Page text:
Vice Squad
Tuesday, February 17, 2004
 
More in Sorrow than in Anger


Today's Trib brings us an opinion piece by "a deputy director at the White House Office of National Drug Control Policy and a past president of the American Society of Addiction Medicine." She is concerned that discussion of the medicinal properties of marijuana is undermining our message to children that marijuana is harmful and keeping us from "creating an environment of prohibition." I guess those 700,000 Americans arrested each year for marijuana don't constitute an environment of prohibition. How many more arrests will that take?

We further learn that you shouldn't be taken in by appeals to compassion:

"Organizations seeking to construe marijuana as medicine appeal to the compassion of America. They cite testimonials that only marijuana can provide relief to patients suffering from AIDS, cancer and other painful diseases. In reality, smoked marijuana is not a Federal Drug Administration-approved medicine. As a crude plant, marijuana is so complex, unstable, and harmful that sensible physicians and researchers consider it unethical to expose individuals to the risks associated with smoking it."

Quite a non-sequitur, that "In reality, smoked marijuana is not a Federal Drug Administration-approved medicine." So much for those testimonials, I guess! (It reminds me of Groucho Marx, "who are you going to believe, me or your own eyes?") And it is good of the author to keep us posted on the ethical views of "sensible physicians and researchers." But it makes me worried about all the unethical medical practitioners out there. Like the respondents to that survey in 1990 of members of the American Society of Clinical Oncology -- more than 44% of whom reported "recommending the (illegal) use of marijuana for the control of emesis to at least one cancer chemotherapy patient." (From the abstract to "Marijuana as Antiemetic Medicine: A Survey of Oncologists' Experiences and Attitudes," by Richard Doblin and Mark A. R. Kleiman.) But drug prohibitionists make a habit of knowing better than physicians what is good for patients.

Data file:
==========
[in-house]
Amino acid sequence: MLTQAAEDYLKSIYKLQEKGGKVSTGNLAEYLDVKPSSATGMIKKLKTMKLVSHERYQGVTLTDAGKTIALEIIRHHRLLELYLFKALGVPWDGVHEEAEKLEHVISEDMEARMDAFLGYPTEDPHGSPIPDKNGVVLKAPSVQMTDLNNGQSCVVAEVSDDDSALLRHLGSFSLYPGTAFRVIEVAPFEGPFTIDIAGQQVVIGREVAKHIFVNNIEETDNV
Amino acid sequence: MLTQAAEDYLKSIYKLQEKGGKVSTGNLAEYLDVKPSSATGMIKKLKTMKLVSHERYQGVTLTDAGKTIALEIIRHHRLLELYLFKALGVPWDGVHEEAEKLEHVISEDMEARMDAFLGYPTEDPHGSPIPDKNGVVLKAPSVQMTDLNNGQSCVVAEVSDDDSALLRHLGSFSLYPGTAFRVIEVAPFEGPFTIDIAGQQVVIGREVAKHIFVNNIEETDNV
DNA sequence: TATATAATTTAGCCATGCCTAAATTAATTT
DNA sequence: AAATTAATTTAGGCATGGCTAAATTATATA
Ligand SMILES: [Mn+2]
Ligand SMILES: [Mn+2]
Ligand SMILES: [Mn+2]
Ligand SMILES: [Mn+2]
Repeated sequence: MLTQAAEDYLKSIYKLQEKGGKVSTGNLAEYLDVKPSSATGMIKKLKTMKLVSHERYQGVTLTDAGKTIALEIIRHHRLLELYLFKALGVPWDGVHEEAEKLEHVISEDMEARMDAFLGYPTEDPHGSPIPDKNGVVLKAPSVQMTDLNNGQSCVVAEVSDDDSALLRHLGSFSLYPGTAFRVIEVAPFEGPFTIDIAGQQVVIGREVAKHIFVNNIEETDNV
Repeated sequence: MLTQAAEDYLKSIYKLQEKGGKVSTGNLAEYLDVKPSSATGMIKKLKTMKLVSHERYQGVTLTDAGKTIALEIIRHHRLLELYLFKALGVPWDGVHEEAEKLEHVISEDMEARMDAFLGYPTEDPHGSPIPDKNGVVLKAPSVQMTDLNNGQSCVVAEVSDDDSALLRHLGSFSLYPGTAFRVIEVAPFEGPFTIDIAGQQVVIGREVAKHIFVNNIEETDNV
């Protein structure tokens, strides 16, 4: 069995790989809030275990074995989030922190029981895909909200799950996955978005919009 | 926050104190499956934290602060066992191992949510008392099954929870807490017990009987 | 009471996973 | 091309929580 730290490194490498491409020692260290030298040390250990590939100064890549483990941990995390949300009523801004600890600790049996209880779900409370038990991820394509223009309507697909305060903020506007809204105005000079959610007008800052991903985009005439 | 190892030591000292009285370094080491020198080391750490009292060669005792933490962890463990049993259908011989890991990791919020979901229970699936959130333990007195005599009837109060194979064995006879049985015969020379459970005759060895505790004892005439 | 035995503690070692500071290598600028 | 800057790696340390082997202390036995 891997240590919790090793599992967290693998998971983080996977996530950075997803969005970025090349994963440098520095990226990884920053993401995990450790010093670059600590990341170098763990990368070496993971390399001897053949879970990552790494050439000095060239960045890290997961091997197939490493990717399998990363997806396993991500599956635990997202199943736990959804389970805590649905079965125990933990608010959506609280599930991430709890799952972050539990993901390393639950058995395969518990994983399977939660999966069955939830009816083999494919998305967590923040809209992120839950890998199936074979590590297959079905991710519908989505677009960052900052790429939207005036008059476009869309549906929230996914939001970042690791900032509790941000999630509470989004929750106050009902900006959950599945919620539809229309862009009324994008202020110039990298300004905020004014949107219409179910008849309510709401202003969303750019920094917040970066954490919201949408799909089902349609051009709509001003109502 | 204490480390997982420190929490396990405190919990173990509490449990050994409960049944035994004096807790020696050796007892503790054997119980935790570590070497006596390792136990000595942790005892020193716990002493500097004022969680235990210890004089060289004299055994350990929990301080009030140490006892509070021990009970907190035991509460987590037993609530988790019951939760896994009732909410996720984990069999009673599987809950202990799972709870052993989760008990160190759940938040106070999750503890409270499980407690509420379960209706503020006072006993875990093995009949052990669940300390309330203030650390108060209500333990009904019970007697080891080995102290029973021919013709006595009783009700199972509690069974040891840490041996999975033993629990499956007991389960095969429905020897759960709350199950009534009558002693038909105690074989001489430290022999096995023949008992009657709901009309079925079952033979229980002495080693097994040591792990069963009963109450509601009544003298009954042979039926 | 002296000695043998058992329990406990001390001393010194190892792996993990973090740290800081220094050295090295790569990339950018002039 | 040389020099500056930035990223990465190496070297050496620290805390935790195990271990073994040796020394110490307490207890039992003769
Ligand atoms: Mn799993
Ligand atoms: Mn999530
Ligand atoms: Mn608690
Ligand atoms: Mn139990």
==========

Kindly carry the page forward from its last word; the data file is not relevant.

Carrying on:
Why more in sorrow than in anger? Because I don't doubt the sincerity of the author's beliefs that marijuana is dangerous, and that kids should avoid it. I even agree. But it doesn't follow that therefore marijuana should be prohibited for adults, just as it doesn't follow for alcohol, tobacco, gambling, or unprotected sex.

Update: Drug WarRant provides a more pointed rejoinder to the Trib op-ed, and concludes in a manner that makes me want to rethink my "more in sorrow" stance: "And don't forget. We pay her salary."

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